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Quote:
Originally Posted by vknyvz View Post
you can say that again, rei is great on refunding but selection is limited, i will head down to burton shop and rei try some boots on though, then maybe if they have one of the boards i listed down maybe i will look at them



actually money isn't an issue, I can spend however but just don't want to waste money away just because I can, I want to buy something that fits to my level of ability, but somethingin between an beginner-intermediate ride that handles all-mountain and some park.

i checked there's no demo running, wish they were actually it's a good idea



hmm yea i guess it does make sense that freeride is on pow so board needs to be more stiff guess it does make sense, and freestyle boards do need to be soft so you land after a jump get on pipes etc. it all make sense, thanks man

guess definitely I need a medium setup, not a stiff board, not a soft bard an all mountainer to master my basics, but I am going to try the park after a month from now on so trying to get something that i can somewhat(i know you can't have everything in one board) do park and all mountain. Any specific board suggestions?
been looking at these

So I gathered a list of some, what y'all think?
( i tried choosing all-mountain, wide models for 160, 161cm, something i can improve on, and head to park when ready kinda thing, and I choose them to be camber since not rushing to improve skill)

2012/2013 ride machete
never summer legacy and cobra x
burton honcho (although i hate the graphics) (i don't really like any graphics on any burton lol don't know why)
gnu Carbon Credit Series 162W (6.5 rating so i guess not bad)
Skate Banana 159W (rating 6 stiffness)
Those boards are kind of all over the place. The Skate Banana is a rocker board, the Carbon Credit is a rocker board, the Never Summers are both hybrids with rocker between the bindings and camber outside the inserts. The Cobra is designed to excel at powder riding and is good in the trees. I don't know if it would be my only board unless I lived somewhere that got good snow all the time. I would have to again recommend the Legacy, but that is just me...I am a NS fan (like many on here).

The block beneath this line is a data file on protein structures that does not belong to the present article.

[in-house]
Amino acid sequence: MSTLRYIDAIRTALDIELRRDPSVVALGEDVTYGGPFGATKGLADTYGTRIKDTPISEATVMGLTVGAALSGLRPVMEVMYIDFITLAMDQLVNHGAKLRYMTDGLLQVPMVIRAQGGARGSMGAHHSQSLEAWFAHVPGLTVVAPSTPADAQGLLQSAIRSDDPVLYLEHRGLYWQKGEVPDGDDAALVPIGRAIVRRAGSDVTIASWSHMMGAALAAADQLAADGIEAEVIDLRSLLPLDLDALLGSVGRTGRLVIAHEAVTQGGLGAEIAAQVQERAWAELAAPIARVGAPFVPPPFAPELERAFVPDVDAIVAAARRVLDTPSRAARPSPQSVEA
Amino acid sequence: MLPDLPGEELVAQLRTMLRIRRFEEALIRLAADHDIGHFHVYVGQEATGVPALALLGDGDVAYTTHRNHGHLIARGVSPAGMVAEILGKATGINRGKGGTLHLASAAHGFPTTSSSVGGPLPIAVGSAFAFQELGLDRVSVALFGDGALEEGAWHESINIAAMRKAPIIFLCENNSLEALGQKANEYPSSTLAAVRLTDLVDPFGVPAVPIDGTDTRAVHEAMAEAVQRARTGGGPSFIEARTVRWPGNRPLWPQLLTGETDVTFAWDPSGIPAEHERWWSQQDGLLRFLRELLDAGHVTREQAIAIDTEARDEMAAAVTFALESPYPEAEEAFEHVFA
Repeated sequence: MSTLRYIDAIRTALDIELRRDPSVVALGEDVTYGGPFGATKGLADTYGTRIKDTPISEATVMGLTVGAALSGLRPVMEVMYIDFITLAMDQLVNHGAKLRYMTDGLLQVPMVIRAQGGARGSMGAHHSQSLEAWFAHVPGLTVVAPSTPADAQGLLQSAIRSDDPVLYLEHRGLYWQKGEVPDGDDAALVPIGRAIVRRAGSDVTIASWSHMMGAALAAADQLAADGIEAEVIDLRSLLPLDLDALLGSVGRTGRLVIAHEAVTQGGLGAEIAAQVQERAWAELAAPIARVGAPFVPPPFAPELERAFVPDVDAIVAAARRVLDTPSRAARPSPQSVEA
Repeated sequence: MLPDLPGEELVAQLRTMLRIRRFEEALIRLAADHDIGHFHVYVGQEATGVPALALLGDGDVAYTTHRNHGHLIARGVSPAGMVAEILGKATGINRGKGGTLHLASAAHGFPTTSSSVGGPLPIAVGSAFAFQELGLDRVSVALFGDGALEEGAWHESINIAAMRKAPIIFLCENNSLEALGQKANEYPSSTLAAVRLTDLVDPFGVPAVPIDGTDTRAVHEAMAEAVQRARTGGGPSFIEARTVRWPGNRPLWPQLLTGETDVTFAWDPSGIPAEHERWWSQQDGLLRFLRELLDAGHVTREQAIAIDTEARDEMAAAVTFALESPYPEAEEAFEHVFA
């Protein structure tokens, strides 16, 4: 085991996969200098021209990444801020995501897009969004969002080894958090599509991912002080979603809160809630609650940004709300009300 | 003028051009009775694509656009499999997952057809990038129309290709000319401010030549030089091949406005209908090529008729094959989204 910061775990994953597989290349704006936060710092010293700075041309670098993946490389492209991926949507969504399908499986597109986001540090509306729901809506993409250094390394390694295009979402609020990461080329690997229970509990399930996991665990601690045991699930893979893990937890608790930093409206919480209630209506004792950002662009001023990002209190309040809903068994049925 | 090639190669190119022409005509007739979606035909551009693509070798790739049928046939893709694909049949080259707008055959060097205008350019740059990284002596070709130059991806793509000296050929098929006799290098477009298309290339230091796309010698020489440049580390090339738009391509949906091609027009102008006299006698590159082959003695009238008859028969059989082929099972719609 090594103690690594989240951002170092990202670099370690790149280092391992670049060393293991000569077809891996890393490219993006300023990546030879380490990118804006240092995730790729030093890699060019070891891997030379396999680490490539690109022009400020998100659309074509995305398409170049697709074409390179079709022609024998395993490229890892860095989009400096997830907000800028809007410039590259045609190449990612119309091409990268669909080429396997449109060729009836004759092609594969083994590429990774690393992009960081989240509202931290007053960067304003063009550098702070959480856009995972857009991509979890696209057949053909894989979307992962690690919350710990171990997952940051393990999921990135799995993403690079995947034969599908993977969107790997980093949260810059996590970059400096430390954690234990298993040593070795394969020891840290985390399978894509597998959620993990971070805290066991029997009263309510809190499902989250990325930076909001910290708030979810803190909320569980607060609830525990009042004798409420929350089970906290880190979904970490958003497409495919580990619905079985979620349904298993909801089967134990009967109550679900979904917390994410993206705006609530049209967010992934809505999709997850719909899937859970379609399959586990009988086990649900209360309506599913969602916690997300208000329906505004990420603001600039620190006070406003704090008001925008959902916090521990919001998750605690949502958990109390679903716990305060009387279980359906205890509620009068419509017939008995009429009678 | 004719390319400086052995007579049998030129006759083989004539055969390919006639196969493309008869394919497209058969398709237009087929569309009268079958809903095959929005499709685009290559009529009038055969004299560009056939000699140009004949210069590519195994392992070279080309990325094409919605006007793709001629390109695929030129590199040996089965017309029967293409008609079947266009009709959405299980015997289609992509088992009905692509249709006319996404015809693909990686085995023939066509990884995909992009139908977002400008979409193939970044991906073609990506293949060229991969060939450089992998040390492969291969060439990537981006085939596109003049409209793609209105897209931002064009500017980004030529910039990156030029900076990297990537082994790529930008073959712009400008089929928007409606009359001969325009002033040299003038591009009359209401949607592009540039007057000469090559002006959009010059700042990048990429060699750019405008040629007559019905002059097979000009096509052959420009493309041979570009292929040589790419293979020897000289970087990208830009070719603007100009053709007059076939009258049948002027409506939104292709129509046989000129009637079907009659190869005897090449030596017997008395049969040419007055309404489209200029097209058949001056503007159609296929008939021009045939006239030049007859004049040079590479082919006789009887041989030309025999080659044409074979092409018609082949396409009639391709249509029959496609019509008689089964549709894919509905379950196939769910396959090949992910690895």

I wouldn't worry about sticking to a camber board so that your skills don't suffer...your skills will still get plenty of work with a different shape of board. I learned on camber (all they really had back in the day) and rode it up until I got my Proto last year. You do learn a lot more about edge control with a camber board, but it comes at the cost of getting slammed hard any time you make a mistake. Needless to say, I enjoy riding my Proto a lot more That's really the bottom line...if you're having fun you'll try more stuff and your skills will improve. Who cares if it's on a camber or rocker or hybrid?

As far as boots go, again, try on several pairs of boots and find one that fits your feet well. They should feel a little too small, as they will pack out eventually and you don't want your heel to lift up. That will cause you tons of frustration. You will probably still have to do some tweaking to get the boots to be perfect. C-pads, J-pads, butterfly pads, heel ramps, insoles, etc. all help to get a good boot to fit perfectly. A good boot fitter at a decent shop should be able to help you out with this.